Overclocking Intel's New 45nm QX9650: The Rules Have Changedby Kris Boughton on December 19, 2007 2:00 AM EST
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|Intel Core2 Extreme QX9650 Overclocking Testbed|
|Processor||Intel Core2 Extreme QX9650
Quad-core, 3.0GHz, 2x6MB L2 Cache, 9x Multiplier, 1333FSB
|Comparison Processor||Intel Core2 Extreme QX6850
Quad-core, 3.0GHz, 2x4MB L2 Cache, 9x Multiplier, 1333FSB
|Motherboard||Asus P5E3 Deluxe / BIOS 0703|
|Memory||OCZ DDR3 PC3-14400 (DDR-1800) Platinum Edition|
|Memory Settings||7-7-7-15 (DDR-1600 ~ DDR-1700), 2N|
|Cooling||D-tek FuZion CPU water block
EK FC8800-GTX/Ultra full coverage GPU block
ThermoChill PA120.3 radiator
Dual Laing D5 pumps in series
1/2" ID (3/4" OD) Tygon tubing
6x Yate Loon D12SL-12 120x25mm fans @ 12v
|Power Supply||Corsair TX650W|
|Video Card||MSI 8800 Ultra (660/1050)|
|Video Driver||NVIDIA ForceWare Release 169.12 (beta)|
|Hard Drives||2x Western Digital 150GB (RAID 0)
10K RPM SATA 3Gbps 16MB Buffer
|Operating Systems||Windows XP Professional SP2 (2GB)
Vista Ultimate 64-bit (4GB)
No overclocking review is complete without sharing the results of some standard benchmarking suites. The 3DMark series of benchmarks, developed and provided by Futuremark, are among the most widely used tools for benchmark reporting and comparisons. We measure Intel Core 2 Extreme QX9650 general graphics performance using 3DMark06, and because results from Windows XP and Vista are considerably different, we include both.
When we compare these results to those taken with a 65nm QX6850, we see clock-for-clock gains of less than 1%. However, the 45nm QX9650 is able to reach a much higher overclock of 4.4GHz, netting us enough improvement to push above 16,000 3DMarks without even altering our graphic card's stock clocks. At these speeds 18K+ with a single overclocked 8800GTX/Ultra is entirely within the realm of possibility (a score which we were in fact able to achieve).
PCMark Vantage, Futuremark's latest system performance benchmarking suite, picks up where PCMark05 left off. Years in the making, this program offers the ability to test every conceivable aspect of total system performance either individually or all at once. Since Vantage only targets one operating system (Vista), we take advantage of the 64-bit executable included in the package running it in favor of the 32-bit file. Because Vantage (x64) is more of a complete benchmarking suite than the other tests we run, it makes sense that more than just pure CPU computing power influences results. For that reason, we have also shown the FSB settings used for each run. The additional memory bandwidth generated by the higher memory speeds does have an effect.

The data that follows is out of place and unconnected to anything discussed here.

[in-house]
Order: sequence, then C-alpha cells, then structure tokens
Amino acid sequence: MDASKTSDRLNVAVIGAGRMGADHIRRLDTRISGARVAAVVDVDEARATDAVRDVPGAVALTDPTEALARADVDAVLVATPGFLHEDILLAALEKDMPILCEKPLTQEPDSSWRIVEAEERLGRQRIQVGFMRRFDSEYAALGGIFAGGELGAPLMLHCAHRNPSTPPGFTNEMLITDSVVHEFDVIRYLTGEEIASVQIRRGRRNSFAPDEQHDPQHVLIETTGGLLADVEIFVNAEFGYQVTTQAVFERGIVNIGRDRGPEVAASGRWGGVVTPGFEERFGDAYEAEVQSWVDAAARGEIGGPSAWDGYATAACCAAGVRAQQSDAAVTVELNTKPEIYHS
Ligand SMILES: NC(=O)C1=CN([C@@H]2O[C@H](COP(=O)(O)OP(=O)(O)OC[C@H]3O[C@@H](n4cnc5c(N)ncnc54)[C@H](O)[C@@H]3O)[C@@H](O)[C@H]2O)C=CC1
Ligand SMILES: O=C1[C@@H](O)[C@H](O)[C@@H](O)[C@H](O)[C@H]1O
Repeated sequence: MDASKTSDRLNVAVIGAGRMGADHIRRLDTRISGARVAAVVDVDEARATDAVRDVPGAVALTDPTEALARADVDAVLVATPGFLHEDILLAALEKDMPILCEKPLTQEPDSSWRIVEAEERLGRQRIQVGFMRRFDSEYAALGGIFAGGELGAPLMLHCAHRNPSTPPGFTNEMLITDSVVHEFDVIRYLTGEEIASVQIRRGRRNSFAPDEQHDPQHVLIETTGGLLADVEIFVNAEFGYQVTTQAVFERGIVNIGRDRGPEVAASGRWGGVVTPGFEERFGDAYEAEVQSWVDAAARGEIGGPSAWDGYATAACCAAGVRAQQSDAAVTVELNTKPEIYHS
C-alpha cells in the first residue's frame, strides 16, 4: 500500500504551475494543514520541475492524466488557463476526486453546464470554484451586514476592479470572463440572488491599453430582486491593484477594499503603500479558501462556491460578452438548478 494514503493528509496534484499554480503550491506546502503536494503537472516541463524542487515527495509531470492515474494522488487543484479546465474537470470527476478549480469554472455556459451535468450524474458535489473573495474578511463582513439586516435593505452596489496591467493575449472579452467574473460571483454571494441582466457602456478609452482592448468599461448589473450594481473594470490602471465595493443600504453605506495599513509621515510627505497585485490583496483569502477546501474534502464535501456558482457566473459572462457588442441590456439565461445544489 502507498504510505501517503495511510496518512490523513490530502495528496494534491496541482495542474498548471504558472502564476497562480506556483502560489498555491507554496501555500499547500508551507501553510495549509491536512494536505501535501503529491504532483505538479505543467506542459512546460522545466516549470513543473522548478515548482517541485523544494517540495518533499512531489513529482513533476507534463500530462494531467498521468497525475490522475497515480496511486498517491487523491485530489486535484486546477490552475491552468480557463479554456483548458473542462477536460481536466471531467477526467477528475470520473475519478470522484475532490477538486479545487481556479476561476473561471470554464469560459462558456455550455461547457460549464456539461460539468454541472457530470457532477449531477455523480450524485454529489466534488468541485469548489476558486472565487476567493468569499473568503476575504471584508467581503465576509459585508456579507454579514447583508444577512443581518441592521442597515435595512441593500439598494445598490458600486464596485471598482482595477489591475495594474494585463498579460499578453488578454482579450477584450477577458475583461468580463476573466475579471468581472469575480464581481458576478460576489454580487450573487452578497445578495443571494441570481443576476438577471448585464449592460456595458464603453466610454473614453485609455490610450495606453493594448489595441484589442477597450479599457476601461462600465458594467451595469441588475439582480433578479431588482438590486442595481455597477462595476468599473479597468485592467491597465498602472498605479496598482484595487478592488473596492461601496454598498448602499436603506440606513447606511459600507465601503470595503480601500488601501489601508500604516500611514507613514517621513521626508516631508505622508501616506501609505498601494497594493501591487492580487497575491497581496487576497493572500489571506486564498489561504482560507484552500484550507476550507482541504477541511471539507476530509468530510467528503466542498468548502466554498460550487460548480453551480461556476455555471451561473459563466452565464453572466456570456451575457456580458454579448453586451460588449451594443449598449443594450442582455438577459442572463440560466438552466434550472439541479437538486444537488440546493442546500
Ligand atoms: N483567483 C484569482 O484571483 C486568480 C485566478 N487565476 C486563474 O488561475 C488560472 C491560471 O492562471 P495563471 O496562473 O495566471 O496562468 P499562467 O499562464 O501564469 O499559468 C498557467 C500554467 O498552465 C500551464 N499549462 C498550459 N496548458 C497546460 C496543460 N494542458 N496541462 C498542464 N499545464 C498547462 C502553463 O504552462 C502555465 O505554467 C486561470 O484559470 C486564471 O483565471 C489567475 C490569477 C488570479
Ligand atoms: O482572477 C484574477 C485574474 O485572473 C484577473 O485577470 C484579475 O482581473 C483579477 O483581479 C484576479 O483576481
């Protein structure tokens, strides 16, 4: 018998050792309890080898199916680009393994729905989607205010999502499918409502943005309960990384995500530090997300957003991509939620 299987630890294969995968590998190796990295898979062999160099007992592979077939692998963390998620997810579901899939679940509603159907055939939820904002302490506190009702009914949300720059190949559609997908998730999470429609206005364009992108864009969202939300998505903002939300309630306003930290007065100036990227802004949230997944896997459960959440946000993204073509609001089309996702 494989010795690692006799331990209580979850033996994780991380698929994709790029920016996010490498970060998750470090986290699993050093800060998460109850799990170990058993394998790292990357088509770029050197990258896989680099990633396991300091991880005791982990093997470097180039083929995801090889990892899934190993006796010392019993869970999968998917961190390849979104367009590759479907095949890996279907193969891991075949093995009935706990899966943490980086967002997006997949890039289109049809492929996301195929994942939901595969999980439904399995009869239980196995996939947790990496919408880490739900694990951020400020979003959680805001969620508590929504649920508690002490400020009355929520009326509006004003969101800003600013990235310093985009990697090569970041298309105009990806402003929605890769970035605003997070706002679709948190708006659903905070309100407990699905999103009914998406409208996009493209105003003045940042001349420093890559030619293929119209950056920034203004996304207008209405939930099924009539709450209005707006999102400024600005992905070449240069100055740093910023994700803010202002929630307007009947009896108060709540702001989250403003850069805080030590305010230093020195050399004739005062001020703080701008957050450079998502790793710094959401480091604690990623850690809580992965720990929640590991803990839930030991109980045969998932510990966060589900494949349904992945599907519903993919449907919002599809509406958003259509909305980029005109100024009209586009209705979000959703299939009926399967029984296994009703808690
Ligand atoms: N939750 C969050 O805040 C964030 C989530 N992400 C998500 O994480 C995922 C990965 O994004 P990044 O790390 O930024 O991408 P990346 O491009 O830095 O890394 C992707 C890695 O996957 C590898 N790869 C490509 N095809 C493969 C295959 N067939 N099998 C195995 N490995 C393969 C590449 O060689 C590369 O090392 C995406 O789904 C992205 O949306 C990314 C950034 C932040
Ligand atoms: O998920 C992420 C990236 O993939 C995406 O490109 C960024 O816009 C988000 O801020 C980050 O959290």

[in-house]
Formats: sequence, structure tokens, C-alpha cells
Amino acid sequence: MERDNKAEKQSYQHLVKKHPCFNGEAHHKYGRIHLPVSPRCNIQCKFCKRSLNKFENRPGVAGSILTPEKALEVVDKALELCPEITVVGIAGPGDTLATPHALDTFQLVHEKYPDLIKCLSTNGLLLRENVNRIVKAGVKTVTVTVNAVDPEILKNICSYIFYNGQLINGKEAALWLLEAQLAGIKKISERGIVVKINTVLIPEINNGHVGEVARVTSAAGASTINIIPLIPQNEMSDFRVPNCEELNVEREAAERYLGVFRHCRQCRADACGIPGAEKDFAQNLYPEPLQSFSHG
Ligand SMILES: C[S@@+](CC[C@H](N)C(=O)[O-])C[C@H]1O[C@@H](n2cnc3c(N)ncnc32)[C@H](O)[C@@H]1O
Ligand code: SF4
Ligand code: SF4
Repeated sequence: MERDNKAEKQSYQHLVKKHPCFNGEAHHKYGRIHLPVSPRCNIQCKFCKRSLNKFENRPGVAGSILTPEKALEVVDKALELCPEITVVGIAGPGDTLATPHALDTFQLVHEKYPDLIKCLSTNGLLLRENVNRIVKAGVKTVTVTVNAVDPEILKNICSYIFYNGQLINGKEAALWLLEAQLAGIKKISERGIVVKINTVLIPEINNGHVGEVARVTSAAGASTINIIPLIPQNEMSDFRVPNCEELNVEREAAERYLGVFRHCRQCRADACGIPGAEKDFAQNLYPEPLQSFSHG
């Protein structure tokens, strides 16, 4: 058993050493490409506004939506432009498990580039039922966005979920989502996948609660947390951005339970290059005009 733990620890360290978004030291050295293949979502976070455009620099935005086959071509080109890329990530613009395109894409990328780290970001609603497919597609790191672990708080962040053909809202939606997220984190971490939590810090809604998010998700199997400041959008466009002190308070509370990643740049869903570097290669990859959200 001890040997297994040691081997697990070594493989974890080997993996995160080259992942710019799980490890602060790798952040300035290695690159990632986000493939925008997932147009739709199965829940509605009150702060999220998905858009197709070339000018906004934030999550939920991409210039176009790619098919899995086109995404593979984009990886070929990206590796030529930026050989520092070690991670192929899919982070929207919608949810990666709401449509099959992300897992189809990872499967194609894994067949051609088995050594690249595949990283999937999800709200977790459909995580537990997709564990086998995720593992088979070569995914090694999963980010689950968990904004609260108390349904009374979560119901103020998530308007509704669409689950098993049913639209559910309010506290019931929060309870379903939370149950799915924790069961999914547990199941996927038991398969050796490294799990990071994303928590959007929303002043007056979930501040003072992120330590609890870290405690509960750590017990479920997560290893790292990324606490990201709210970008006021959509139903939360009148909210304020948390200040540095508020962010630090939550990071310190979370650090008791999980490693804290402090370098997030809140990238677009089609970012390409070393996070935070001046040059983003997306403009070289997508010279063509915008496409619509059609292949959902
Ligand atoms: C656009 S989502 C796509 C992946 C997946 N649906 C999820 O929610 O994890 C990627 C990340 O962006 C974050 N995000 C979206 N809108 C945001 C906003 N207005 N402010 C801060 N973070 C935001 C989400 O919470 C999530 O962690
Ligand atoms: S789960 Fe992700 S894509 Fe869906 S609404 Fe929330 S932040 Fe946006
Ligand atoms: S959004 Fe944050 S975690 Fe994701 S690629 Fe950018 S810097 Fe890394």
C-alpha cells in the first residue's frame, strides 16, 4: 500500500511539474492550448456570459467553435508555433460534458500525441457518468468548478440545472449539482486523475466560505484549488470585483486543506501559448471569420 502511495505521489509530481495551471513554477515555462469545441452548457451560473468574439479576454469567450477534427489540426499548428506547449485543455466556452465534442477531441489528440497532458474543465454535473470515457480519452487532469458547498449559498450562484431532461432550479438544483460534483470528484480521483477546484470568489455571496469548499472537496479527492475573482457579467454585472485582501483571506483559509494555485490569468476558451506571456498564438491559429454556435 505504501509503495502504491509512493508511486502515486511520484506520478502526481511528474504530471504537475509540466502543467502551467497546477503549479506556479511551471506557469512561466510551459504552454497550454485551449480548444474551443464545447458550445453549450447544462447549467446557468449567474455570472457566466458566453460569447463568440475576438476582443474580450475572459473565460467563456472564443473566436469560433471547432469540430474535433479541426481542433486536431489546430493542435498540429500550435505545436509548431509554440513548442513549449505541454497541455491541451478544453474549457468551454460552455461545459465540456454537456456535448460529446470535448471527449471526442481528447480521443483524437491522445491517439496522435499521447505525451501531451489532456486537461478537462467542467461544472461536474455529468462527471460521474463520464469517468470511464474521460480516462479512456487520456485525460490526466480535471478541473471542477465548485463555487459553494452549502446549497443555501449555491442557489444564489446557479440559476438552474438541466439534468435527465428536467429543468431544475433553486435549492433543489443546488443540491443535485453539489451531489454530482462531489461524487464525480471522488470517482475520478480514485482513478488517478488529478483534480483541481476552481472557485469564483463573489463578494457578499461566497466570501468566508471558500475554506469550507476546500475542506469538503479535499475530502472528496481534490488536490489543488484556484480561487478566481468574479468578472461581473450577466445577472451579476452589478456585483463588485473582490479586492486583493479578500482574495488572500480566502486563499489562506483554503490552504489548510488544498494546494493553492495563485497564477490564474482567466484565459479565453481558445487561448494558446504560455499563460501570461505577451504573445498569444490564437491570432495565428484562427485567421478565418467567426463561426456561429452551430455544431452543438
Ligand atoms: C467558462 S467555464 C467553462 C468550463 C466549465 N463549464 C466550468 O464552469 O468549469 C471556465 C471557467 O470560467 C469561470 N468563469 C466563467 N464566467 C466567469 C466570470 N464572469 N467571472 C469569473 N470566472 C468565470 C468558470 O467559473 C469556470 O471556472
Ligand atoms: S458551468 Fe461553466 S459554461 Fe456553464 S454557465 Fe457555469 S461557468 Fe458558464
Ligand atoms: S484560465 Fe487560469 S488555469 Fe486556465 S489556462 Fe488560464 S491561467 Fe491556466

CINEBENCH R10 is another benchmarking program that performs radically different under both Windows XP and Vista. The developers at MAXON have done a tremendous job optimizing the code for 64-bit computing and it shows - unlike the graphics testing performed above, we find Vista maintains a clear advantage. As we can see, CINEBENCH R10 scales beautifully with additional cores and increased frequencies.
When placed together with results collected with a QX6850, the performance improvements offered by the QX9650 become immediately apparent. In this case, the Enhanced Core 2 processor is able to hold a commanding lead, thanks mainly to the massively improved frequency scaling.
TechARP recently published a great x264 benchmark that essentially measures the time it takes a test system to encode a short, DVD-quality 720x480 progressive MPEG-2 video stream to a compressed, high-quality x264 file. Results are provided in the form of frames per second, and together with the known source file frame count it is possible to calculate the total encode time (shown below in seconds). The x264 CODEC makes very efficient use of multiple cores and is highly dependent on available processing power. As such, the benchmark makes a great choice for highlighting CPU performance. Although the CODEC does not yet include SSE4 optimizations, a new feature introduced with Penryn, the QX9650 has no problems making short work of our QX6850.
We hope to expand future testing to include real-world gaming results from some of the newest titles like Crysis, Call of Duty 4: Modern Warfare, Unreal Tournament 3, and Gears of War. Stay on the lookout for these results and others in our next look at the QX9650 when we pair this capable processor with the best motherboards companies like ASUS, Gigabyte, MSI, abit, DFI and Foxconn have to offer.